Damian Lewis is spotted for the first time since his wife Helen McCrory's tragic death at 52

DAMIAN Lewis has been seen for the first time since the tragic death of his wife Helen McCrory.

The grieving Homeland actor, 50, hid behind sunglasses as he went out on a dog walk today.

His Hollywood actress wife Helen passed away peacefully at home aged 52 after a "heroic" battle with cancer.

She told few people about her diagnosis and continued with her charity work until a few weeks before her death.

Her bravery astounded Damian, who has spent the past three weeks caring for their heartbroken children following Helen's death on April 16.

Today he was seen walking his chocolate cockapoo with another woman and her black Labrador.


Devastated Damian wore a light jacket over his casual top as he strolled close to home.

It's the first time he's been photographed since announcing his wife's untimely death.

Damian, who has been married to the star for 14 years, paid tribute to his heroic wife, who bravely battled the disease in secret.

Announcing her death last month, he said: "I'm heartbroken to announce that after an heroic battle with cancer, the beautiful and mighty woman that is Helen McCrory has died peacefully at home, surrounded by a wave of love from friends and family.

"She died as she lived. Fearlessly. God we loved her and know how lucky we are to have had her in our lives. She blazed so brightly. Go now, Little One, into the air, and thank you."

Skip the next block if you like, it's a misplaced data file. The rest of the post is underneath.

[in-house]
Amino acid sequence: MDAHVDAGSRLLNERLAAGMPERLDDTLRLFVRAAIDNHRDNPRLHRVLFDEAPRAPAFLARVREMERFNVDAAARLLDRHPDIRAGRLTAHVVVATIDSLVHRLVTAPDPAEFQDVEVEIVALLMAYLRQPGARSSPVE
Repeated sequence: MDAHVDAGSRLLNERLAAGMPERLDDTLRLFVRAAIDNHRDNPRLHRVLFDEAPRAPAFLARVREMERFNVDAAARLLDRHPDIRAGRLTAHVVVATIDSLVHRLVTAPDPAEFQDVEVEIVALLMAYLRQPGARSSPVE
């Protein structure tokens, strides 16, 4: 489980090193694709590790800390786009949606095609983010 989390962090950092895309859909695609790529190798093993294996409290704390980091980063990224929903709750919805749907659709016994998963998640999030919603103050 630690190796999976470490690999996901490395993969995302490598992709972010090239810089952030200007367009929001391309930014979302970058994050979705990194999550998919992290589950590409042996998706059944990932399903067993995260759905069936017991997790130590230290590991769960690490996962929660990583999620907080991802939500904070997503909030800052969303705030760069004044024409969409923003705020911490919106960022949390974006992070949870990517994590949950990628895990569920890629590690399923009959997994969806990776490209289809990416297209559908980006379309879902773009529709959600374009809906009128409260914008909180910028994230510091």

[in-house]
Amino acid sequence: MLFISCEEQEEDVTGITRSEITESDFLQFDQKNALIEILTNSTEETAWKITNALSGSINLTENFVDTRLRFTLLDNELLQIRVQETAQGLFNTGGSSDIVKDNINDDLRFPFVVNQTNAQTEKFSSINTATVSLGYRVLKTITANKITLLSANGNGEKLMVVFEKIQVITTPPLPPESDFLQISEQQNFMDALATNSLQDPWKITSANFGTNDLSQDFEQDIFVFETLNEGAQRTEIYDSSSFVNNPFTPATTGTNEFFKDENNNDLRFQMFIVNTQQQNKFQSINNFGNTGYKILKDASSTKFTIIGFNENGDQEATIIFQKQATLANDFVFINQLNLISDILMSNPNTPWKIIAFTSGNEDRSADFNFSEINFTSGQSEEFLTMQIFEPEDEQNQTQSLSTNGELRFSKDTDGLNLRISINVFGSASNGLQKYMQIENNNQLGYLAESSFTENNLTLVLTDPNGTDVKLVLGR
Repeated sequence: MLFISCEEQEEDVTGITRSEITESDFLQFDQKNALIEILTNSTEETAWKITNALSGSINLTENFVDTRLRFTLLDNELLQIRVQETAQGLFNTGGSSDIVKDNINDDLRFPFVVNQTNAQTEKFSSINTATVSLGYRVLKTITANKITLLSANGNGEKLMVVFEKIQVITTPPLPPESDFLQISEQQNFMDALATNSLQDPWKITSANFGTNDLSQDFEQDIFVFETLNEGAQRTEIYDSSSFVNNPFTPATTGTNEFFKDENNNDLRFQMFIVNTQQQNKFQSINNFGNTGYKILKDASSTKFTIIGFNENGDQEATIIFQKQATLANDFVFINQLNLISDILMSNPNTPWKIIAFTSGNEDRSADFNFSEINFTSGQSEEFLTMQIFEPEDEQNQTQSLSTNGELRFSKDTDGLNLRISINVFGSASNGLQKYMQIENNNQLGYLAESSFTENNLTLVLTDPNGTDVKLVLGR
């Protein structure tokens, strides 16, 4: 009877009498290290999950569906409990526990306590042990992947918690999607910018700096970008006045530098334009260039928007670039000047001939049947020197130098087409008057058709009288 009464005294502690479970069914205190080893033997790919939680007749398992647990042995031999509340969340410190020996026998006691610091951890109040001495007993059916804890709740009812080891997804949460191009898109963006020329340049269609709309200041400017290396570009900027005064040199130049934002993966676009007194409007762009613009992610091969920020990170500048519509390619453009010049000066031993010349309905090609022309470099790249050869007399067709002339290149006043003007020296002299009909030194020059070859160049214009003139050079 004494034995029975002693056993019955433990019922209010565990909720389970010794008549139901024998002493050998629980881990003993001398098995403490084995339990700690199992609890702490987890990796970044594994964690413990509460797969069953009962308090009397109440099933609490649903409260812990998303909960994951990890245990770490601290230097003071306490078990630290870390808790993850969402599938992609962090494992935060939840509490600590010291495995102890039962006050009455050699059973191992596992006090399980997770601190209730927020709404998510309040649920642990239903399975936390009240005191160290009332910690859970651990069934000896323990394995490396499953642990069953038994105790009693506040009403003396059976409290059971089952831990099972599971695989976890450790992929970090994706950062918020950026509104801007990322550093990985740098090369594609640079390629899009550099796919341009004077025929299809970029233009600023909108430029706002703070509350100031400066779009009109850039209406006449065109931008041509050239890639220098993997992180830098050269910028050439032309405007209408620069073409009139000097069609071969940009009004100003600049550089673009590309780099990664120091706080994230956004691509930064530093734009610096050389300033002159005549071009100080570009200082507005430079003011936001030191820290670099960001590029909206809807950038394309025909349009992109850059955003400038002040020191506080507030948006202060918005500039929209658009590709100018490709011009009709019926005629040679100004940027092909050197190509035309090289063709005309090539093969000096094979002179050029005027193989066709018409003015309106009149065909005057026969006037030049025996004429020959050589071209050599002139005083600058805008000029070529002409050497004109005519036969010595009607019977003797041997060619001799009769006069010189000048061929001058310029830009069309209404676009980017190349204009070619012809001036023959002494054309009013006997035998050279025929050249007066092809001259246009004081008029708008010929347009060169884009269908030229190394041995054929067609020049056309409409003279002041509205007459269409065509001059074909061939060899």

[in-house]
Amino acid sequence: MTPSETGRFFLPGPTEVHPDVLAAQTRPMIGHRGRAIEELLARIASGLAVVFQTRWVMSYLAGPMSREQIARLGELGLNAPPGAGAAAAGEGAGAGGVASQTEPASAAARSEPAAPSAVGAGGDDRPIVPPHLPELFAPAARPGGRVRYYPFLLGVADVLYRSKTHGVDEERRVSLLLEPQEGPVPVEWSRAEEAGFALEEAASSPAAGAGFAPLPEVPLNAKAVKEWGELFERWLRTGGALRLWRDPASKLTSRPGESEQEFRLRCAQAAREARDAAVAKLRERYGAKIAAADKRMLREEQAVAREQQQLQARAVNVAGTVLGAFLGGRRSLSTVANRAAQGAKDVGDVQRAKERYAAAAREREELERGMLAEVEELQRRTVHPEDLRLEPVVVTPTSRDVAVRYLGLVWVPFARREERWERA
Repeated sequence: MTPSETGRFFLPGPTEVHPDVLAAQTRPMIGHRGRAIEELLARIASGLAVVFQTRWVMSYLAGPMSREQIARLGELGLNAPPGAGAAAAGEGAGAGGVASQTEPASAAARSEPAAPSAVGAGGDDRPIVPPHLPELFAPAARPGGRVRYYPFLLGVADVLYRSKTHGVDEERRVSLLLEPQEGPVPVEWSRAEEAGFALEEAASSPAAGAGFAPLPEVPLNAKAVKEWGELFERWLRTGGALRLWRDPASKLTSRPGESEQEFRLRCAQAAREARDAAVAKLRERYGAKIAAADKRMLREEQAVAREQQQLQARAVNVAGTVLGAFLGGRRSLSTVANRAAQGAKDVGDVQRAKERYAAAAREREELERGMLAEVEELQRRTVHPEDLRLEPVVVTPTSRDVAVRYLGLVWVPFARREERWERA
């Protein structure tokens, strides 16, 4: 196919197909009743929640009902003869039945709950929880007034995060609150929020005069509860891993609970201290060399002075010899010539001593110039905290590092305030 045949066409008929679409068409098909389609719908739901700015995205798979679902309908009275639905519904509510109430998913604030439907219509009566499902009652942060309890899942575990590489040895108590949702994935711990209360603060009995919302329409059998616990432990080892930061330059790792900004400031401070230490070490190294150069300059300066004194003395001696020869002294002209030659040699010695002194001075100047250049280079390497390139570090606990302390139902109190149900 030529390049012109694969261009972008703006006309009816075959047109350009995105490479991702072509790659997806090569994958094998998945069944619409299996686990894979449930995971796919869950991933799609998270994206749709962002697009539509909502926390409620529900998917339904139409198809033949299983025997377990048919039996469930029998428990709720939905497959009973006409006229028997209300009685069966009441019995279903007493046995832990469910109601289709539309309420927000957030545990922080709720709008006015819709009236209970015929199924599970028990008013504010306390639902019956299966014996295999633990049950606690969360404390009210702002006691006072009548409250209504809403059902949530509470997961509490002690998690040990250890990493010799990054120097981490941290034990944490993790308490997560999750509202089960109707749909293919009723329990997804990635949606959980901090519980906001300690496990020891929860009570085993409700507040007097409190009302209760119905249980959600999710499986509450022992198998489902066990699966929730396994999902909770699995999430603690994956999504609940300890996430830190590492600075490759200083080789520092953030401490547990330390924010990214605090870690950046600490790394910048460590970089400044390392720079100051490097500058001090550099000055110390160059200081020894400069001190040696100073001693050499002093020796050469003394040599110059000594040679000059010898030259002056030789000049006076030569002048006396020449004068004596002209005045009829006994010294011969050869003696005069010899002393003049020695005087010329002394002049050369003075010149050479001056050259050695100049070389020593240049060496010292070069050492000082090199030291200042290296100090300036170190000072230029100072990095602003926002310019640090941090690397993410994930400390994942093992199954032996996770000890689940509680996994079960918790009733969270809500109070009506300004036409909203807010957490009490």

The couple have two children together – daughter Manon born in September 2006 and son Gulliver, who was born in November 2007.

They last month appeared on Good Morning Britain to discuss their latest charity project with the Prince's Trust, where they are both ambassadors.

Caring Helen and Damian, who live in Suffolk, also helped feed frontline healthcare workers during the Covid pandemic.

Writing in the Sunday Times, 50-year-old Damian wrote after Helen's death: "Already I miss her. She has shone more brightly in the last months than you would imagine even the brightest star could shine.

"In life, too, we had to rise to meet her. But her greatest and most exquisite act of bravery and generosity has been to 'normalise' her death.

"She’s shown no fear, no bitterness, no self-pity, only armed us with the courage to go on and insisted that no one be sad, because she is happy. I’m staggered by her. She’s been a meteor in our life."

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